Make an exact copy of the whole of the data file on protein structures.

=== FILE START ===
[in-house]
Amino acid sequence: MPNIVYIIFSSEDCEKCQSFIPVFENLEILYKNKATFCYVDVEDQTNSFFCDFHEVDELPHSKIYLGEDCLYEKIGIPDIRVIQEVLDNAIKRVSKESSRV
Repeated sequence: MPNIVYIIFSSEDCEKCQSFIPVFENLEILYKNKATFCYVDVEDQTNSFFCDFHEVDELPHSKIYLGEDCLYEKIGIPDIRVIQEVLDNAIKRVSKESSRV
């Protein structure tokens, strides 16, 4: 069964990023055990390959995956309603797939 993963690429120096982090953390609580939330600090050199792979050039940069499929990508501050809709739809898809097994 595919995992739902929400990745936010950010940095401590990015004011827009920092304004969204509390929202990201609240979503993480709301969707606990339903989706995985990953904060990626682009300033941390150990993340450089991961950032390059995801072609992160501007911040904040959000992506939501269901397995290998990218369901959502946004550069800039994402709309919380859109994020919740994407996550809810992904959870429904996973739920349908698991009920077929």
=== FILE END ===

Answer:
[in-house]
Amino acid sequence: MPNIVYIIFSSEDCEKCQSFIPVFENLEILYKNKATFCYVDVEDQTNSFFCDFHEVDELPHSKIYLGEDCLYEKIGIPDIRVIQEVLDNAIKRVSKESSRV
Repeated sequence: MPNIVYIIFSSEDCEKCQSFIPVFENLEILYKNKATFCYVDVEDQTNSFFCDFHEVDELPHSKIYLGEDCLYEKIGIPDIRVIQEVLDNAIKRVSKESSRV
């Protein structure tokens, strides 16, 4: 069964990023055990390959995956309603797939 993963690429120096982090953390609580939330600090050199792979050039940069499929990508501050809709739809898809097994 595919995992739902929400990745936010950010940095401590990015004011827009920092304004969204509390929202990201609240979503993480709301969707606990339903989706995985990953904060990626682009300033941390150990993340450089991961950032390059995801072609992160501007911040904040959000992506939501269901397995290998990218369901959502946004550069800039994402709309919380859109994020919740994407996550809810992904959870429904996973739920349908698991009920077929």